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    Well I made the character's age gap not be too far apart in order to avoid this. Also he's not really a mentor, more of a person that the MC looks up to rather than is taught by.

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  7. Netardapope

    Netardapope Sage

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    His arc was mainly just to be a bit of an antithesis to the MC. In the sense that he's someone that the MC would like to mature into. By the time he dies the main character has already realized that he needs to take action rather than let events pull him around so I'd say his purpose is complete.

    Also he's more just someone the character looks up to rather than a straight up mentor. I mean he's the closest thing to the archetype but he looks nothing like it. And he does have some differences from the traditional mentor.

    But I think I will do some more foreshadowing now. Out of the cast he's probably the most likely to seem like he'll die so you spared me from making a bad choice.

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  8. JeiC

    JeiC Acolyte

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    I guess to foreshadow or not would be how much this is going to affect the MC afterwards. And if it is going to be caused by the MC, how aware are they of the potential danger to this character? Personally, I would foreshadow it at least a bit, but I think I might have gotten too annoyed with character deaths being for shock value.
     
  9. Russ

    Russ Istar

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    Foreshadowing an accident seems heavy handed to me. If it is caused by a true accident or slip or inadvertent error, I would not foreshadow it.
     
  10. Heliotrope

    Heliotrope Staff Article Team

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    Unless it is part of the character arc and he has been told repeatedly "don't do that or you are going to hurt somebody" but he never learns or changes his behaviour and lo and behold accidentally hurts somebody.... Triggering the behaviour change.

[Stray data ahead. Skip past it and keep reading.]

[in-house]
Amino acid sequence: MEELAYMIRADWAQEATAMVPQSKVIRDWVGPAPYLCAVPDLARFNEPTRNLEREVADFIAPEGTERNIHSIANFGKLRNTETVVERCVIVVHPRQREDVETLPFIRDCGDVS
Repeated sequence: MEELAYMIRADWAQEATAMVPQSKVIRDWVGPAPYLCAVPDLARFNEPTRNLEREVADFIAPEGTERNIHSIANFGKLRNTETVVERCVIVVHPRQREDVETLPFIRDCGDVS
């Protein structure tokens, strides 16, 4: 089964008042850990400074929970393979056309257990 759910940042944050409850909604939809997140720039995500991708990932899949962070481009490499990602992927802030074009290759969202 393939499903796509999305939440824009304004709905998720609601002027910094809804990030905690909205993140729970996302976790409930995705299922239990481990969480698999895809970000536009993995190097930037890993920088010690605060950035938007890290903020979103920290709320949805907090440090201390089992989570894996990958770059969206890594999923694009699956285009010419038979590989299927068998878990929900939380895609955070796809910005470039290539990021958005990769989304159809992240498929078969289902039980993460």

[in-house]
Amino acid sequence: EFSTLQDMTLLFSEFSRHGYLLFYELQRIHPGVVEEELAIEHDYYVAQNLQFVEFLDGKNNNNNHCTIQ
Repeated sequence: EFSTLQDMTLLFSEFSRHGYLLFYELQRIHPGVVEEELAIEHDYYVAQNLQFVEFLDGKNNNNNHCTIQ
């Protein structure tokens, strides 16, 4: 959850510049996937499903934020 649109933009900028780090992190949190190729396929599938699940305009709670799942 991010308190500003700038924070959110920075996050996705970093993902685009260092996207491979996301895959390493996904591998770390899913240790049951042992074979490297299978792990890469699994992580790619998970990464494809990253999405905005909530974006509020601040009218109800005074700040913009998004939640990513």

11. Baerdling

    Baerdling Acolyte

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    I think it varies on the type of death, if it's a tragic death, then I would foreshadow it. It'll all depend on how you feel about it but a common rule with foreshadowing is to mention it three times. Perhaps with your MC making decisions that lead them on the path that eventually leads them to their fate, perhaps they make the decisions with their heart rather than their head. The only problem is if the reader is invested in the character and they 'trip over and crack their skull' they might feel cheated. My point is that the death has to mean something.

    I hope this helps :)
     
  12. TWErvin2

    TWErvin2 Auror

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    I'll add that there is nothing wrong with a few 'loose ends' if it's a surprise or unexpected death. Most people, unless they know they're on the way out, are in the middle of life with goals and aspirations--things yet to do. Unfinished tasks have value too.
     
  13. Caged Maiden

    Caged Maiden Staff Article Team

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    In my one novel, I kill the best friend of one MC, and then I kill another MC in the very end. I chose that really carefully because while I always planned to have the friend die, I didn't expect the other MC to die as well, but in truth, the story was just too gritty and dark to sustain a happy ending. It really depends on what kind of story you're telling and how the death impacts the story.